Military personnel don’t make a whole lot. One way to make ends meet is for their spouses to work at a commissary to supplement their modest income. Many of the commissary’s employees are also veterans. But the retired service members and military families are about to get hit as a high-dollar consulting group hired by the Pentagon has recommended cutting wages, health insurance and retirement benefits for the more than 15,000 federal employees who work for the Defense Commissary Agency.
DeCA provides discounted groceries and household goods to current and retired military families through more than 250 commissaries around the world. The proposal from the consultant would convert DeCA employees from the General Schedule pay and benefits system to non-appropriated fund status. This means employees would lose up to one-fourth of their pay, lose their retirement benefits, have to pay significantly more for health insurance, and could be more easily fired or have their jobs privatized.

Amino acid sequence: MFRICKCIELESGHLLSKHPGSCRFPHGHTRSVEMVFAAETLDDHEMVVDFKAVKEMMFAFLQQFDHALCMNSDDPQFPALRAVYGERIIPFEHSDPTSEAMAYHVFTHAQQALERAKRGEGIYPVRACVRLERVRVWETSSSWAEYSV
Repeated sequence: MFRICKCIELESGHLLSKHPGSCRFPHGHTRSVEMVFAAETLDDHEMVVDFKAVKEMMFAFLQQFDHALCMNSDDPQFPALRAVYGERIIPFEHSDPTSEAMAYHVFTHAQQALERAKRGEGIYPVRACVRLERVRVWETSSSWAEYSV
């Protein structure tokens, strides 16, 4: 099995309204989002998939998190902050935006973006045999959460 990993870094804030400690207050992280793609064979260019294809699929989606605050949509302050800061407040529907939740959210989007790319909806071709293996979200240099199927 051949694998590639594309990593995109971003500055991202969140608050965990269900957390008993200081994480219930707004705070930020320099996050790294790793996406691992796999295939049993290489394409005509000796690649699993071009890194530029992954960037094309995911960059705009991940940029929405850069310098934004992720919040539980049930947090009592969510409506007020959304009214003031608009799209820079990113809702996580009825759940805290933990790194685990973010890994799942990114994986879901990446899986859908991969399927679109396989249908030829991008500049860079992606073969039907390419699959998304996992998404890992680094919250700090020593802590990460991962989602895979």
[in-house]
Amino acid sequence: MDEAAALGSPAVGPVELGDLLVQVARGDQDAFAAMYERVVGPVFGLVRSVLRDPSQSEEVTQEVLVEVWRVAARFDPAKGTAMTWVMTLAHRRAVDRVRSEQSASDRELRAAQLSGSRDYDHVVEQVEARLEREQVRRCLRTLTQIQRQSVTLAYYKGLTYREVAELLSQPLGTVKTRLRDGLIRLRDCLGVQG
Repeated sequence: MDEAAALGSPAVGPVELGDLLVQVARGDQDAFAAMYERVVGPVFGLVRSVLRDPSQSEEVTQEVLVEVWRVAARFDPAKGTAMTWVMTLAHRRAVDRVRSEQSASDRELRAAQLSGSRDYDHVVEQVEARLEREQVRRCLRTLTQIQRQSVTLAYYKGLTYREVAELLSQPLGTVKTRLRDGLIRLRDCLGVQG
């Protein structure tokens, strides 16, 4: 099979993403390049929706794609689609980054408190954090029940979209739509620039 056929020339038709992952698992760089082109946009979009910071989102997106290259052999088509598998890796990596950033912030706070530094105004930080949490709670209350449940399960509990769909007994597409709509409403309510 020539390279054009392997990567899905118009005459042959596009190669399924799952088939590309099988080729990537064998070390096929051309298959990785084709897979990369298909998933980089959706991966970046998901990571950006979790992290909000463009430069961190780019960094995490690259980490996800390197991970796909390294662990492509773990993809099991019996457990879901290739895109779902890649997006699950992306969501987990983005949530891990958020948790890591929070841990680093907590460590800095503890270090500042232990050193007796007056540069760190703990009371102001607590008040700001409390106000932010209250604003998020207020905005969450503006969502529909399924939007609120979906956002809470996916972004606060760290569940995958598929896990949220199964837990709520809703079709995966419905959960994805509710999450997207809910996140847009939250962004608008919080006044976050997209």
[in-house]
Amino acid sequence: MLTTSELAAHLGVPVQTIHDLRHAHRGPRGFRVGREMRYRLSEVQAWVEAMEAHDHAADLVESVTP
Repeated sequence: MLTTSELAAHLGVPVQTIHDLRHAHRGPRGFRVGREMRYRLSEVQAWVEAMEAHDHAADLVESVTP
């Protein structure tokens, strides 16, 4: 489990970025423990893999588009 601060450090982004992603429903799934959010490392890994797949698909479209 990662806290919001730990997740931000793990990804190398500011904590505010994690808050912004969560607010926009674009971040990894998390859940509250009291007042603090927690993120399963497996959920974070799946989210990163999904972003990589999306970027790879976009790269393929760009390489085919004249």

“No DeCA employee is living large on her modest paycheck. Many DeCA employees are veterans and military spouses whose families depend on their jobs,” AFGE said in testimony submitted for the record Jan. 13 before the House Armed Services Subcommittee on Military Personnel.
AFGE urges Congress to reject proposals that would decimate the substantial benefit that commissaries provide to military families.